Maximise your social media!
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Make the most of social media Are you gearing up to exhibit at one of the BBC Gardeners’ World events this year and looking to maximize your impact both at the event and online?Social media is an indispensable tool for engaging visitors in advance, as well as reaching a broader audience of garden lovers.To help you make the most of this opportunity, our marketing team has brought together a a list of ten actionable tips tailored specifically for exhibitors at the BBC Gardeners’ World Events.From generating buzz before the event to fostering connections with garden enthusiasts during and after, these tips will empower you to leverage social media effectively and elevate your presence at the show. /*! elementor - v3.21.0 - 08-05-2024 */ .elementor-widget-image{text-align:center}.elementor-widget-image a{display:inline-block}.elementor-widget-image a img[src$=".svg"]{width:48px}.elementor-widget-image img{vertical-align:middle;display:inline-block} 1. Create a Buzz Start promoting your participation in the event weeks in advance. Download images from our library to let your customers and followers know you’ll be at the Show. 2. Showcase your products Share photos and videos of specific products that you’ll have at the Show, in the weeks leading up to it. Highlight unique features and reasons to buy. 3. Use Event Hashtags Use the official event hashtags on your posts. This will help increase your visibility to attendees and anyone following the event online. 4. Share video content from you stand : Your stand is like a stage set – it’s the perfect place to create branded videos for social media. Whether it’s how-tos or techniques, share these videos as stories or reels during the event, to demonstrate how to use your products. 5. Encourage social sharing Have Instagrammable moments designed into your stand. Hold competitions for posts, sharing and follows. Even create an area of your stand where visitors will want to take a photo of themselves for their social. Make it fun! 6. Run a Ticket Giveaway Take us up on our offer of a pair of tickets for a social media giveaway. These can help boost your reach and visibility amongst a gardening audience through sharing and commenting. 7. Share visitors posts If visitors share photos or a positive experience about your product, stand or brand, share that content on your own social media channels. It’s a great way to demonstrate happy customers. 8. Offer Exclusive Show offers to your followers Consider an exclusive discount, or free gift at the Show, for your social media followers that they can unlock by coming to your stand and showing that they’re a follower. This is a great way to get engaged customers to your stand. 9. Connect Get connected with fellow exhibitors, influencers and visitors. Always respond to any comments on your posts, saying “looking forward to seeing you there” or similar. This way, you will already have people to connect with on the day. 10. Keep going after the show Keep the momentum going by posting highlights, thanking visitors for shopping at your stand, and continue sharing content created at the show.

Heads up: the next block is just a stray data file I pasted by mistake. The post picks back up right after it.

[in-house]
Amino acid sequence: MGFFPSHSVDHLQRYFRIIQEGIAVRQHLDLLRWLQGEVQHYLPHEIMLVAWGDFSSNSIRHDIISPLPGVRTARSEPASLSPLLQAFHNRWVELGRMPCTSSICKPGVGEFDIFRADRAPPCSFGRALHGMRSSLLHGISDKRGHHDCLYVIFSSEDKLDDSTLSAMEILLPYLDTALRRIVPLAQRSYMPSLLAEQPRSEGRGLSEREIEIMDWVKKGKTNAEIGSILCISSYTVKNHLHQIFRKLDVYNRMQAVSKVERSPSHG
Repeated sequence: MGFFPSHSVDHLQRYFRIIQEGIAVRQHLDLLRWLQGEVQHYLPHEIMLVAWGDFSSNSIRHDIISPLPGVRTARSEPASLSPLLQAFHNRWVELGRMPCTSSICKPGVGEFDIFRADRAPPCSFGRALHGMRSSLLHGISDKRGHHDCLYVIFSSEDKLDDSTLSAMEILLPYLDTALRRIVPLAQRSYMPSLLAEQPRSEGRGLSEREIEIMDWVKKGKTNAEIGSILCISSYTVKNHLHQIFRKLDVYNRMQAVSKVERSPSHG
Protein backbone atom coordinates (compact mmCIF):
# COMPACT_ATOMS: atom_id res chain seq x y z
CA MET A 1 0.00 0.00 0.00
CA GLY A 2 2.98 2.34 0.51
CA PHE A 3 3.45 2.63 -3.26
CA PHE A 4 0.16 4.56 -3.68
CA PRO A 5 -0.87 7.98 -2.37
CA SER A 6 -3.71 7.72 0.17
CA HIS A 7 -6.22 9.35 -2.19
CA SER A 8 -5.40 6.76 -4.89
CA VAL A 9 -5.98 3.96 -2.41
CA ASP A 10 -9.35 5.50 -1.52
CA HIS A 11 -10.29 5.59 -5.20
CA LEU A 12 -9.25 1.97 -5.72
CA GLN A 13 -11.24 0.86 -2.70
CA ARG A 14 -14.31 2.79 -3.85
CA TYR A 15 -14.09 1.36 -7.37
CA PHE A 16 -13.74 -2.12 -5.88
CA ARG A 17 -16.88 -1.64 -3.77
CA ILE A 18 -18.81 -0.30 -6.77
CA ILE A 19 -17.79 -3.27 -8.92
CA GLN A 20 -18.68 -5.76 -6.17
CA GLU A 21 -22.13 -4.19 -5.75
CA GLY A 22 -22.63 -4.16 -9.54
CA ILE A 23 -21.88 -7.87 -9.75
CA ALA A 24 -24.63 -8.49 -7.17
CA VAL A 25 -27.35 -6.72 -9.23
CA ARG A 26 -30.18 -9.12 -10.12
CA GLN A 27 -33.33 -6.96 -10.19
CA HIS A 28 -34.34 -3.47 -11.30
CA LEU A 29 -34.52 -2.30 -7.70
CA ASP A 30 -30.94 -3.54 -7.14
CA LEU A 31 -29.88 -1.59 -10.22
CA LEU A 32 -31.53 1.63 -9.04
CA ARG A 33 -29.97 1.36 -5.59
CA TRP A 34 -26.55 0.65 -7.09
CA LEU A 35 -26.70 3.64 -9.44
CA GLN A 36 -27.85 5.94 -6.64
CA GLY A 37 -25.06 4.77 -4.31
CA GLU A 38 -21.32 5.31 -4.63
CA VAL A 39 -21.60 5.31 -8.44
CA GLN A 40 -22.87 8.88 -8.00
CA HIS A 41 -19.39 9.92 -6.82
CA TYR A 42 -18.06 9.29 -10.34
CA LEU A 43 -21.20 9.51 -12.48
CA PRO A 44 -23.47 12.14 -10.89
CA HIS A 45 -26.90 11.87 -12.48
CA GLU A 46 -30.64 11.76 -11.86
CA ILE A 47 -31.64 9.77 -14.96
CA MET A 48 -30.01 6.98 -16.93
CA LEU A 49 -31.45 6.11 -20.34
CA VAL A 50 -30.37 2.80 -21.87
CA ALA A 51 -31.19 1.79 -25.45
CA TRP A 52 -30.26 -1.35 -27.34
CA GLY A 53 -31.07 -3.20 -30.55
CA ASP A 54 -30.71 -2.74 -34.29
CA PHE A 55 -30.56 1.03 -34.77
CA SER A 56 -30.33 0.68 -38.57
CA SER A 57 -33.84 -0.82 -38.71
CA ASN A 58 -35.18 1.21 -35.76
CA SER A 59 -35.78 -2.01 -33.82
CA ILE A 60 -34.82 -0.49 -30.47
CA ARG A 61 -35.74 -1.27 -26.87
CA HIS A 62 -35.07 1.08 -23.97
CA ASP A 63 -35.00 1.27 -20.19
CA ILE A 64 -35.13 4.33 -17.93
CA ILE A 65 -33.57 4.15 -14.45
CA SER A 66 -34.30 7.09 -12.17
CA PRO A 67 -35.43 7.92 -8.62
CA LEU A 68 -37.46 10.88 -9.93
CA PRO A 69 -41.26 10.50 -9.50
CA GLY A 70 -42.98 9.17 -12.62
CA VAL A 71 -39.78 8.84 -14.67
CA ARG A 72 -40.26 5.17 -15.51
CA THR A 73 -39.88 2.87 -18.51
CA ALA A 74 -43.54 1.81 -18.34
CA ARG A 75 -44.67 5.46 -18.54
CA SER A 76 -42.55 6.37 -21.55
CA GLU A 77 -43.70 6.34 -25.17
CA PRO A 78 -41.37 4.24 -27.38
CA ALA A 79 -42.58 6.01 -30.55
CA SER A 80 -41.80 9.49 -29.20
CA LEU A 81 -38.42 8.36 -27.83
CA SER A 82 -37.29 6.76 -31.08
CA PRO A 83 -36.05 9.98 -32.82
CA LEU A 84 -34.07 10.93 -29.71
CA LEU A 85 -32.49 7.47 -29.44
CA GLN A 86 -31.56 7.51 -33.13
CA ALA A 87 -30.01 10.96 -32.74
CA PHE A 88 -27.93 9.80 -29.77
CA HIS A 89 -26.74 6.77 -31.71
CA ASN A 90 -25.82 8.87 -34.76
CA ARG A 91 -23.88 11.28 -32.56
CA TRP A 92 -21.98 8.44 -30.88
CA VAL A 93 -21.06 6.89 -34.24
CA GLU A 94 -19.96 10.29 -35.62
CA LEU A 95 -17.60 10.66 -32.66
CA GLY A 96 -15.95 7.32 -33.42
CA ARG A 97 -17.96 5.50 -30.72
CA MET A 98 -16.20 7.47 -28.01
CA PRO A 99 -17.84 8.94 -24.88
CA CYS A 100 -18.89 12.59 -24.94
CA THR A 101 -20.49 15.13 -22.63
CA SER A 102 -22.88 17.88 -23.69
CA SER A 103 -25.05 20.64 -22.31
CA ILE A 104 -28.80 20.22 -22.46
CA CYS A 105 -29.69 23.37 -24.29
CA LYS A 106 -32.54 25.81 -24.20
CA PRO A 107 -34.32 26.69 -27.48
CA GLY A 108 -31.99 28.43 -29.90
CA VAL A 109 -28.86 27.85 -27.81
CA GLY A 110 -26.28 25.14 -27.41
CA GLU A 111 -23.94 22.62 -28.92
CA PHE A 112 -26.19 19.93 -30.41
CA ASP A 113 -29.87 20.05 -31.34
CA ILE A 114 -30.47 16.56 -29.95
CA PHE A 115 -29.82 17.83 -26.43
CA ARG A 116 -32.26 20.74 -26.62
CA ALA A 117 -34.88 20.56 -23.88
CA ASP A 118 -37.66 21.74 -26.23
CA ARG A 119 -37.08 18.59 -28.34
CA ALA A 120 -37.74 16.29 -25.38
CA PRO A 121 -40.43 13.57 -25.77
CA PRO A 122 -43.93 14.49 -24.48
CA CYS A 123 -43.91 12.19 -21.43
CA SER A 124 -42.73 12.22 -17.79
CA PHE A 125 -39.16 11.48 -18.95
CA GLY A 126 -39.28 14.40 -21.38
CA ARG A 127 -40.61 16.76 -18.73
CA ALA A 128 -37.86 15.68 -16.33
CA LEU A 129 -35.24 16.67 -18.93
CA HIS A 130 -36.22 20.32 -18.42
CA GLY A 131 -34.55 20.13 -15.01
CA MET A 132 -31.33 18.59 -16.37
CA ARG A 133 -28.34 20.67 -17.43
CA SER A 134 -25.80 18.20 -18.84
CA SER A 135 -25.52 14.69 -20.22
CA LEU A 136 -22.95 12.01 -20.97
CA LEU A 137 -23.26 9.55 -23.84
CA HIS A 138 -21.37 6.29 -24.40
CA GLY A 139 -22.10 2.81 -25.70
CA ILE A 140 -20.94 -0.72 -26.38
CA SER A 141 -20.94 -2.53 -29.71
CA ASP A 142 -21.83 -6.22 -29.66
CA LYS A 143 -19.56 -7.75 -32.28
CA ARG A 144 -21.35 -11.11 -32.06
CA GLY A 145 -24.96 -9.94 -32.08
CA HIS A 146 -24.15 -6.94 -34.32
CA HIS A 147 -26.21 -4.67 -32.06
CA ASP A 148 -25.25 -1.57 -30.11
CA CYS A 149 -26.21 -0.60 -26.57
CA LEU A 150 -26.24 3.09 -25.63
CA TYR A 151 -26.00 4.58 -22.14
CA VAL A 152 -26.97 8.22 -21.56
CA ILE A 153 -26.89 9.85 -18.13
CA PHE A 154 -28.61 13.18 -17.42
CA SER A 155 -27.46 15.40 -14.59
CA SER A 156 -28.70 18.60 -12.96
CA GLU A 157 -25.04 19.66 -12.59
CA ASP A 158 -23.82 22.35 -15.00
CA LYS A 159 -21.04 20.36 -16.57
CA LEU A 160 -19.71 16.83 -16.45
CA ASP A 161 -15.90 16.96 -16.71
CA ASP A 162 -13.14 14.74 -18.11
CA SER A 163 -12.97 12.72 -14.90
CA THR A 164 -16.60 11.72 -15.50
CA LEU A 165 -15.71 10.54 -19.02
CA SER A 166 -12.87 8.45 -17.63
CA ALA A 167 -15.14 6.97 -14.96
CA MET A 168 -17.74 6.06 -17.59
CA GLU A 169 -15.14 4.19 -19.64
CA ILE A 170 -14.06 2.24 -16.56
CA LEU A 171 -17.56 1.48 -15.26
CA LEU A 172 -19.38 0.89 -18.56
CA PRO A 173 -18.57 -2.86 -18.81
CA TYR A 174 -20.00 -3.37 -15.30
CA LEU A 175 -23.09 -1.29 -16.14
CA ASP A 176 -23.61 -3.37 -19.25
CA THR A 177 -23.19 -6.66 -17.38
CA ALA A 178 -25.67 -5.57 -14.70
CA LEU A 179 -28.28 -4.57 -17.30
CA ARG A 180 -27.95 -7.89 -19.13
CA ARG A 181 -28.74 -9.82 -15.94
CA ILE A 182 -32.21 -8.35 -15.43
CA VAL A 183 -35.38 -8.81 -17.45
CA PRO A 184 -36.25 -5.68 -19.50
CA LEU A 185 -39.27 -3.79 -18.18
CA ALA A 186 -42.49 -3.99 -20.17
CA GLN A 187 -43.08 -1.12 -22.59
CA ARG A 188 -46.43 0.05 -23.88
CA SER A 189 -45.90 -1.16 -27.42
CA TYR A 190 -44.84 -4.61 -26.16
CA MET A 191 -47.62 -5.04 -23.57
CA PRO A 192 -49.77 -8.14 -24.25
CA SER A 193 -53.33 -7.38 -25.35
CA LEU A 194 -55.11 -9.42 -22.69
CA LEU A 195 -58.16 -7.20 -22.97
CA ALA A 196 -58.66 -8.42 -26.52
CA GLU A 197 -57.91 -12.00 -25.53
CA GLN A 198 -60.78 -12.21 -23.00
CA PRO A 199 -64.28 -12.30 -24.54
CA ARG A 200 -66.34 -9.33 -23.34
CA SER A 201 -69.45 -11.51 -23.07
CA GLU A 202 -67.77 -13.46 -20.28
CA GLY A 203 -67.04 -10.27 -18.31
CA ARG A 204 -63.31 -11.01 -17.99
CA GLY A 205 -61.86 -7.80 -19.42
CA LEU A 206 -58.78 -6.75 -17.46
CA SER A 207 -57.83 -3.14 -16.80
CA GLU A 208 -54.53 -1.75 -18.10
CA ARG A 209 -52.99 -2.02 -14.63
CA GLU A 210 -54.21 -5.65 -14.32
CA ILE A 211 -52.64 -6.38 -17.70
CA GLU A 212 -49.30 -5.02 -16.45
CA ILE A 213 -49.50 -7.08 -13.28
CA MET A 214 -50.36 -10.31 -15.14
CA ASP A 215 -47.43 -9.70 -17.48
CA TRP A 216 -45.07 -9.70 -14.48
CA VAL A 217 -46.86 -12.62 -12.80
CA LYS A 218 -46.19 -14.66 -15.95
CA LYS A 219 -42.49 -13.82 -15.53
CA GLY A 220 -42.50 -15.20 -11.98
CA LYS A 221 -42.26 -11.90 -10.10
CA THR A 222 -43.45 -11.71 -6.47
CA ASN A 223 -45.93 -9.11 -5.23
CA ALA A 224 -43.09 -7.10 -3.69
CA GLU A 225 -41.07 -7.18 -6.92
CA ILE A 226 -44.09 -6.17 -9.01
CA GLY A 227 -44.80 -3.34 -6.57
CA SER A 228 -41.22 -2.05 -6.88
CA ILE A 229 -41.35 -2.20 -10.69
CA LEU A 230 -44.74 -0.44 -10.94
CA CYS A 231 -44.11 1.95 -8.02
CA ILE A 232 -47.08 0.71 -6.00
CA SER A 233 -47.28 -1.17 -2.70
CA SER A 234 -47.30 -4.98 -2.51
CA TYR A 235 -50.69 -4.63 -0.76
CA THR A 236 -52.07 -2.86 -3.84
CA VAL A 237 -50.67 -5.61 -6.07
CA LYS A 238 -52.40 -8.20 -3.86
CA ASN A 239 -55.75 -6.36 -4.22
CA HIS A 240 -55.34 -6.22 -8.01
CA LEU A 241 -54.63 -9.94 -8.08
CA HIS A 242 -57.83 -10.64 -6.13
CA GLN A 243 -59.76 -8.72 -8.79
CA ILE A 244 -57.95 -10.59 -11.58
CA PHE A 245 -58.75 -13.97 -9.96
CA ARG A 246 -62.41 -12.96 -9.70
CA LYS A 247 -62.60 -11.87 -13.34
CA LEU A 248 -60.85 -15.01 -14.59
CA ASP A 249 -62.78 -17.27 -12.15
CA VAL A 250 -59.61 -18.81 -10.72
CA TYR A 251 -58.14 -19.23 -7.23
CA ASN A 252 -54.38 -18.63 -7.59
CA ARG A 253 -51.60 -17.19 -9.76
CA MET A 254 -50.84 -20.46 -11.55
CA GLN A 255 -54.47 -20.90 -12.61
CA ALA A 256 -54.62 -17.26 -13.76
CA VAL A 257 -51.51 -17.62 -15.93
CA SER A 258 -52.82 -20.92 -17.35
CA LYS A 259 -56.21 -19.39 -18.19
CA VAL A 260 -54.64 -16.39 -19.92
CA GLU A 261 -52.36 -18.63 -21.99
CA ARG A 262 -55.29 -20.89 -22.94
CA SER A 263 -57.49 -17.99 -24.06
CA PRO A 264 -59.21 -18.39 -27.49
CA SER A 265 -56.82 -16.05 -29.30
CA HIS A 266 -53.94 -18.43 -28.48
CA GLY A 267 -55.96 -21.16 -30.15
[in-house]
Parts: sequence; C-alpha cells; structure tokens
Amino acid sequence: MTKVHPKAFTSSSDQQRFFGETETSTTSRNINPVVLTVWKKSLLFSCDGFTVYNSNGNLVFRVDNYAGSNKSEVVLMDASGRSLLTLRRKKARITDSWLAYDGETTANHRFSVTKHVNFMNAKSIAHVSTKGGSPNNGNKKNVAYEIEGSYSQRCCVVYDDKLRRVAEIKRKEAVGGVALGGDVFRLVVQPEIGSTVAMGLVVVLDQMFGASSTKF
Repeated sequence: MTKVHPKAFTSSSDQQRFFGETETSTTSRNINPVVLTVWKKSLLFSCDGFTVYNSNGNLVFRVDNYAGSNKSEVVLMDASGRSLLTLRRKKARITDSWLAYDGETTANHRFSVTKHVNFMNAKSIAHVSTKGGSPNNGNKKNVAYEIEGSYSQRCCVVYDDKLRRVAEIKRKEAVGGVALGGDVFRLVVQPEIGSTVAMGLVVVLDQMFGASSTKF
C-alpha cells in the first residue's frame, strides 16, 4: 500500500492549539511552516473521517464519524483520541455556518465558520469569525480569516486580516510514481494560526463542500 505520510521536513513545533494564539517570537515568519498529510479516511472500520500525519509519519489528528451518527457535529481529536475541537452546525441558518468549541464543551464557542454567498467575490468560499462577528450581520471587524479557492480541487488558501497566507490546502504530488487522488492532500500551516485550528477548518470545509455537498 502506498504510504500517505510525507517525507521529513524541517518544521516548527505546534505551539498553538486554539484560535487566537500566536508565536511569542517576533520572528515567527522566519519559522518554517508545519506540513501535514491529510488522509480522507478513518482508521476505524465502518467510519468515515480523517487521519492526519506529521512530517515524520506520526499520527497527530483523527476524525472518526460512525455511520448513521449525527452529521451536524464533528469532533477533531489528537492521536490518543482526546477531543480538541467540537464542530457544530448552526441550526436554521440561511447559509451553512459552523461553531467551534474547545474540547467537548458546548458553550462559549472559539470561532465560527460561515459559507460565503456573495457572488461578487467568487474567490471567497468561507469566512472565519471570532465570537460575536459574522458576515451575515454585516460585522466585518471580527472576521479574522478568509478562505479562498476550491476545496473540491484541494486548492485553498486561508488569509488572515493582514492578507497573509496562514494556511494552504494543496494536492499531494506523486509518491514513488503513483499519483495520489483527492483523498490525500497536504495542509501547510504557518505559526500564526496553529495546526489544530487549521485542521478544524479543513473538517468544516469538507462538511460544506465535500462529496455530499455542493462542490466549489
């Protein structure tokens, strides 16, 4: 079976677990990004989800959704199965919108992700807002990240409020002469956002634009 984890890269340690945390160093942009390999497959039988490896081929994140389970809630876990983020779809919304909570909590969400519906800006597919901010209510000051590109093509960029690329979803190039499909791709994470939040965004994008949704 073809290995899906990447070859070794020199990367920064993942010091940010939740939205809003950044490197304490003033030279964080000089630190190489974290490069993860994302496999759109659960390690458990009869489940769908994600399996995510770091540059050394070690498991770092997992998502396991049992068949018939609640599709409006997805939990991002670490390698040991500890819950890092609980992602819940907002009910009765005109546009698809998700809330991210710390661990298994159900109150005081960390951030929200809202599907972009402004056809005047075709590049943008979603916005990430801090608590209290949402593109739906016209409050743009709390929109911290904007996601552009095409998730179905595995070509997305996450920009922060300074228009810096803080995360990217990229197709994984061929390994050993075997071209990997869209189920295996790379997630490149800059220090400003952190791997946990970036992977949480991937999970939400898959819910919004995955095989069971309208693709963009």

International Carrot Day: How to grow ca...